Victorian Coromandel Mechanical Jewellery Box Betjemann & Sons
Stamped Betjemann to the Hinge From our Jewellery Box collection, we are thrilled to offer this exceptional Victorian Coromandel Mechanical Jewellery Box Betjemann & Sons. The Jewellery Box of rectangular shape veneered in exotic Coromandel wood with brass edging and... Read More
Stamped Betjemann to the Hinge
From our Jewellery Box collection, we are thrilled to offer this exceptional Victorian Coromandel Mechanical Jewellery Box Betjemann & Sons. The Jewellery Box of rectangular shape veneered in exotic Coromandel wood with brass edging and finished with a circular brass escutcheon to the front. The Jewellery Box is opened by lifting the lid which activates the mechanical mechanism automatically opening the wings and drop down front all in one motion. Once the lid is fully opened the box is now extended to its furthest revealing the luscious deep blue cushioned velvet lining with two lidded compartments in the wings, an unusual glazed panel to the inside of the front, a reversible mirror to the inside of the lid and a removable top compartment which is partitioned with a step up at the rear for rings or cufflinks. Beneath the tray is a good sized storage area for larger pieces of jewellery. The Jewellery Box is stamped to the inside of the hinge Betjemann for renowned London cabinet makers George Betjemann & Sons. The Jewellery Box will safely store a large amount of Jewellery and is secured via the Bramah lock which is activated by pushing and holding the key in as it turns in the lock. The front glazed panel is perfect for a lady’s or gent’s slim dress watch and allows the user to display them when not in use. The Jewellery Box dates to the late 19th century during the Victorian period circa 1875.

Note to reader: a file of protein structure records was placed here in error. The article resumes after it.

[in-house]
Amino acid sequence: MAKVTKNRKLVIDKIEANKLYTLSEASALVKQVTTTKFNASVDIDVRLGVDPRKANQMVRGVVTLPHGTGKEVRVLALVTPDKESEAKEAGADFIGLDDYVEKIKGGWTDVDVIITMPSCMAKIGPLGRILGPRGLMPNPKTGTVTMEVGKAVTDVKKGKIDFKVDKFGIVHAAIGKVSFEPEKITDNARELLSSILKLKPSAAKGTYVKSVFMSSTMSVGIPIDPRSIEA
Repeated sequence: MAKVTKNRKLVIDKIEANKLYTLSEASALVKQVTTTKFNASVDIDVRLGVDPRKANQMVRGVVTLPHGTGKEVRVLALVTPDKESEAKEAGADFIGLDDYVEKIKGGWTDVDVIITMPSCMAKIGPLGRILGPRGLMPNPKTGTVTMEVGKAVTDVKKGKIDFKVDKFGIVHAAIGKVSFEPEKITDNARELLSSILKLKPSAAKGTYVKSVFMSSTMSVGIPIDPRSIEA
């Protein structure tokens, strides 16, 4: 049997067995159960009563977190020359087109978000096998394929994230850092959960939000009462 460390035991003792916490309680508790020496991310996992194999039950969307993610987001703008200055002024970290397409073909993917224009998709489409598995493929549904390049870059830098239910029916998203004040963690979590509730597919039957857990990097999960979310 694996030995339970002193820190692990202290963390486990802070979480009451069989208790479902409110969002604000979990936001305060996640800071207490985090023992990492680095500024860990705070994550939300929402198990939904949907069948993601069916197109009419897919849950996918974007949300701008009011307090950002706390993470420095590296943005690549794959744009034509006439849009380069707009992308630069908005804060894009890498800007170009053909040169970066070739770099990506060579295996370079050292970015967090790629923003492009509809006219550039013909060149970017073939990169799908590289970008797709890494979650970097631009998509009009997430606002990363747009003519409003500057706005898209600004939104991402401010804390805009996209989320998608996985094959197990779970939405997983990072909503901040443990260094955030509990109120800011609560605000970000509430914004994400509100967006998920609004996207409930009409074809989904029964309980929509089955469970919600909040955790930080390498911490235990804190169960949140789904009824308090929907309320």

This Jewellery Box comes with a fully working lock and tasselled key.
Coromandel is a valuable wood found in India, Sri Lanka and South East Asia. It has a contrasting hazel-brown colour with black grain. It is a dense, heavy wood that is so popular it has been logged to extinction over the last few hundred years.
Betjemann & Sons George Betjemann started as an apprentice cabinet maker from a young age working for his Father in Law. In 1848, his two sons George William Betjemann and John Betjemann joined him under apprenticeships until 1846 when George William Betjemann started his own business with his two sons. In 1859 George moved to a new premises on Pentonville road, London. This was when the business became known as ‘Betjemann & Sons’. John Betjemann was grandfather of the later famous poet laureate Sir John Betjemann.
Every purchase made from Mark Goodger Antiques is accompanied by a comprehensive suite of documents to ensure your satisfaction and peace of mind. This includes our latest catalogue, a Certificate of Authenticity, detailed care instructions for your chosen item, and an independent invoice for insurance purposes. Additionally, your purchase is protected by our no-hassle, money-back policy, and your item will be fully insured during the shipping process to safeguard against damage or loss.